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What is a Workflow Management System (WfMS)?

On Workflow Management Systems (WfMS) and their main features; Introduction to Nextflow

Workflow Management Systems (WfMS) are specialized systems designed to compose and execute a series of computational or data manipulation steps, or a workflow

WfMS like Nexflow, Galaxy and Snakemake have been developed especially for managing computational data analysis workflows in diverse fields such as physics, chemistry and bioinformatics. The major advantages of using WfMS are that they simplify the development, execution and monitoring of pipelines as well as allowing these workflows to be shared ensuring that the same results can be obtained from the same data (i.e. they are reproducible) which is a key outcome for any scientific investigation. The key features of WfMS are:

  • Run time management: program execution on the operating system is managed for you. Tasks and data are split (‘parallelised’) to run at the same time speeding up your analyses
  • Software management: containerisation technologies like Docker and Singularity/Apptainer that package software tools and their dependencies are utilised natively by WfMS meaning pipelines can be deployed reliably on different platforms
  • Interoperability: pipelines can be run on different types of computing infrastructure from your own machine to a local cluster or cloud based services such as AWS or Azure
  • Reproducibility: the use of software management and version control means pipelines will produce the same results when re-run on different platforms
  • Resumption: continuous checkpointing allows pipelines to be resumed from the last successfully executed steps. This means you don’t have to restart the whole workflow if one of the steps fails or your computer decides to restart itself.

There are several different WfMS used by bioinformaticians such as Nextflow, Snakemake and Galaxy. This week we’re going to focus on Nextflow as an example of a widely used workflow management systems, with some key WfMS features as its characteristics. Here they are:


Nextflow is a WfMS that combines a runtime environment (a small operating system that provide the functionality necessary for a program to run), software designed to run other software (containerisation with Docker/Singularity) and a programming domain specific language (DSL) that is used to actually write the computational pipeline. One of the primary concepts behind Nextflow is that Linux is the lingua franca (common language) of data science and thus, it follows the Linux philosophy of “small pieces loosely joined”: many simple but powerful command-line and scripting tools can be chained together to enable complex data manipulations. Nextflow goes further and adds the ability to define complex interactions between different programs and parallel computing environments, such as those commonly found in high performance computing clusters. It works using a dataflow programming model where processes (typically these are programs or commands performing a given task) are connected via their inputs or outputs to other processes. Such processes are run as soon as they receive an input. This is illustrated in the diagram below:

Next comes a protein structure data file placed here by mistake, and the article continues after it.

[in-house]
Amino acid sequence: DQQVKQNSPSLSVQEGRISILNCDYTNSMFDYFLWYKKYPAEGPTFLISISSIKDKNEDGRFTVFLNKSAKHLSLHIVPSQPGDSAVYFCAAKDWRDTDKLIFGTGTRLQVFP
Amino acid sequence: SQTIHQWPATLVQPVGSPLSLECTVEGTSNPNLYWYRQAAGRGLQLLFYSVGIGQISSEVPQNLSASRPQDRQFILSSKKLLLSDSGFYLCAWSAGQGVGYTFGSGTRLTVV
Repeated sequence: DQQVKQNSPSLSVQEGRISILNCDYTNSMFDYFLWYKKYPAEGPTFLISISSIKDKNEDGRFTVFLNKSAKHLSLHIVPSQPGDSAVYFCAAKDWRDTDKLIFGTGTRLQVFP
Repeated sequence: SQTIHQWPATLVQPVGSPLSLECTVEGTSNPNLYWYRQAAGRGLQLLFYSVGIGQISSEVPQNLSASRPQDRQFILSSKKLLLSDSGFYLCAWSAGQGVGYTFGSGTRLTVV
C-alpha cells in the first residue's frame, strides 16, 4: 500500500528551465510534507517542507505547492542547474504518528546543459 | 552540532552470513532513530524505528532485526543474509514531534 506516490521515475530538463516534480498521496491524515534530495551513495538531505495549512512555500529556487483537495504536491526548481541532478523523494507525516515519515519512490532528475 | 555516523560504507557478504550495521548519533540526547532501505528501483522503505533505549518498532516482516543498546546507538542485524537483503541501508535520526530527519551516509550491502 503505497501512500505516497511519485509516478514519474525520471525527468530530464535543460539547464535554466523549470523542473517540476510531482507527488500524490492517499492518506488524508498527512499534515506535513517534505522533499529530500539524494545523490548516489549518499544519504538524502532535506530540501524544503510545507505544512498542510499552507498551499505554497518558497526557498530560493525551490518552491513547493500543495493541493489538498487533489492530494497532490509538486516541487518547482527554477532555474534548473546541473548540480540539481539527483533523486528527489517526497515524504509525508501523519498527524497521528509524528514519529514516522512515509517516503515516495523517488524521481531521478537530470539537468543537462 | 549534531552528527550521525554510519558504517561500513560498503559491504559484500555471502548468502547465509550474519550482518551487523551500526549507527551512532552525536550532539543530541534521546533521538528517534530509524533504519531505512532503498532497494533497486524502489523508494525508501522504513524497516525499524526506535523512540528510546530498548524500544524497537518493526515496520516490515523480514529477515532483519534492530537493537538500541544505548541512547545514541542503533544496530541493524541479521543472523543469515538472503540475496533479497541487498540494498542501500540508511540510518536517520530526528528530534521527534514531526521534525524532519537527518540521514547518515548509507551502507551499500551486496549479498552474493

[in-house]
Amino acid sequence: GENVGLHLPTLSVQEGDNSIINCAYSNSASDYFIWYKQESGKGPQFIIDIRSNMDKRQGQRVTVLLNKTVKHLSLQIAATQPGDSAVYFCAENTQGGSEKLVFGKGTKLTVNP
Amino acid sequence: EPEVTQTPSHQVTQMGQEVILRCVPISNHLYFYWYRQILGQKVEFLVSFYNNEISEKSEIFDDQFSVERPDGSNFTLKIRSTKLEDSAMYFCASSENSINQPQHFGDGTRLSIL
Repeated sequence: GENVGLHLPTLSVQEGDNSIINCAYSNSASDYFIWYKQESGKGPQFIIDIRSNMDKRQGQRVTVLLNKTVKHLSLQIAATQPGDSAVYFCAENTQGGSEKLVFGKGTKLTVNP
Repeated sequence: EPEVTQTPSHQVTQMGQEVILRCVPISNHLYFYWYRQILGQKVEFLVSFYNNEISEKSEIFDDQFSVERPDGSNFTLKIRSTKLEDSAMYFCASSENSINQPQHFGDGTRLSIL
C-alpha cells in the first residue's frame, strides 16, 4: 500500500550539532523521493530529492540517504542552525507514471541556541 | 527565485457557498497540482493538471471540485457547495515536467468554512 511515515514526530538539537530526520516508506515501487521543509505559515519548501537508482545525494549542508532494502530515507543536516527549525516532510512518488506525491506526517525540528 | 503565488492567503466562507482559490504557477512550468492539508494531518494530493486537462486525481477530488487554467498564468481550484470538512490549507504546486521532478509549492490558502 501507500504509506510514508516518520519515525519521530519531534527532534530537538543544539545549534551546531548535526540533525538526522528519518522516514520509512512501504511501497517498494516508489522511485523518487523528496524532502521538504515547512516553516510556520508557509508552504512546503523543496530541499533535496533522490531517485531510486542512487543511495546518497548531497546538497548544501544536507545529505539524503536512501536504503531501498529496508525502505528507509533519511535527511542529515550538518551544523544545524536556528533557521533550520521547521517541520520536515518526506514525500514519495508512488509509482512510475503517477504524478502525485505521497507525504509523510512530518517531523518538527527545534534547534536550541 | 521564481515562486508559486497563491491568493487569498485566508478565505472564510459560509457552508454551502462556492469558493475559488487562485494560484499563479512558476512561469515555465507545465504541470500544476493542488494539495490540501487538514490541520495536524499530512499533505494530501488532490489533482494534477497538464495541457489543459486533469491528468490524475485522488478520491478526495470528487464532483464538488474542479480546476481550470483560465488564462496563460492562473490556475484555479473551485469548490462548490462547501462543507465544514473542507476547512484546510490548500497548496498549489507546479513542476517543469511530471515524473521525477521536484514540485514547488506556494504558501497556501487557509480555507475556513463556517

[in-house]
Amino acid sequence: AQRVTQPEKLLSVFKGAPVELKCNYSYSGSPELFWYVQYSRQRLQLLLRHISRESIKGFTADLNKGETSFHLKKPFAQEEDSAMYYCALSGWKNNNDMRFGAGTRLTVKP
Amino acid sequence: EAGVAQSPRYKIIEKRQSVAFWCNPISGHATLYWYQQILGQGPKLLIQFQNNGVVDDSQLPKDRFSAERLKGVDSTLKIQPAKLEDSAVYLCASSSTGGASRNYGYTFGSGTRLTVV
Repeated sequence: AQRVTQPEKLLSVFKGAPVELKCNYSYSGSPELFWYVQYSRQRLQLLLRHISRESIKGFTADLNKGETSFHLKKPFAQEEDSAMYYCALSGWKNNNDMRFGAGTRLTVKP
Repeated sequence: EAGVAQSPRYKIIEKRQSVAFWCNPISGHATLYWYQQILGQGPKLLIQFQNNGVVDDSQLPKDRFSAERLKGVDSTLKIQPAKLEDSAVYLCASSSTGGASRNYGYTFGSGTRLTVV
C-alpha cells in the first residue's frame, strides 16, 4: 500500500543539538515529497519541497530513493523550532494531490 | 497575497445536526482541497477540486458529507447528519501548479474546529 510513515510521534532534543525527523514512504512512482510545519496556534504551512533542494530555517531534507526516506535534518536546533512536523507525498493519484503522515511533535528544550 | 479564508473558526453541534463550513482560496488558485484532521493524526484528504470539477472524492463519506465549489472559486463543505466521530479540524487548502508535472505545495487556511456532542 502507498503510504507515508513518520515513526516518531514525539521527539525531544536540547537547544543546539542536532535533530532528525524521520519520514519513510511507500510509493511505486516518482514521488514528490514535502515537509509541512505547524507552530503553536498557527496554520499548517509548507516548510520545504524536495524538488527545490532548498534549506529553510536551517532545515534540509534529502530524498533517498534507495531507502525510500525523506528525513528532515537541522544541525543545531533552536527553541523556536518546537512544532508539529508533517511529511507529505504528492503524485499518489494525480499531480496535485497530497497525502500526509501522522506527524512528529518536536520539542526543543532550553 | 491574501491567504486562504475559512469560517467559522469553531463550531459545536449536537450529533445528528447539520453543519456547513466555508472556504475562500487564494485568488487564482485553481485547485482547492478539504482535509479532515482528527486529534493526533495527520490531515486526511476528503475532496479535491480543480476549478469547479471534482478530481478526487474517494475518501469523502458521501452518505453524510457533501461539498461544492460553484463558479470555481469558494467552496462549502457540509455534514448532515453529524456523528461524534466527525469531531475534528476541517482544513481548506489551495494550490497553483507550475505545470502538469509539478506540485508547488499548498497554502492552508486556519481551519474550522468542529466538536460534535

diagrams of flows without and with workflow managers

Figure: a) a simple program and b) its dataflow equivalent

In the sample program shown on the left, the tasks would be executed sequentially (this is how a bash script would work) and would take three units of time as each step would only start when the prior step was completed. In a dataflow programming model like the one on the right, the workflow would only take two units of time. This is because the read quantitation and QC steps are not reliant on each other (i.e. they have no dependencies on each other) and can therefore be executed simultaneously in parallel. This is only a simple example. For a much more complicated workflow, like viralrecon which we’ll introduce later, with several processes and dozens or even hundreds of inputs, the time and computational resources saved by parallelising as many of the processes as possible is likely to be in the order of several hours.

Discussion point

Which is the best workflow management system for you?

There are a number of workflow management systems out there. We’ve mentioned Nextflow, Snakemake and Galaxy above, but there’s also Cromwell and Workflow Description Language (WDL). Each can help you create workflows to speed up your bioinformatics analyses but each comes with its own learning curve.

Question: What are the kinds of things you’re looking for in a workflow management tool? Do leave your comments in the discussion area below.

© Wellcome Connecting Science
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Bioinformatics for Biologists: Analysing and Interpreting Genomics Datasets

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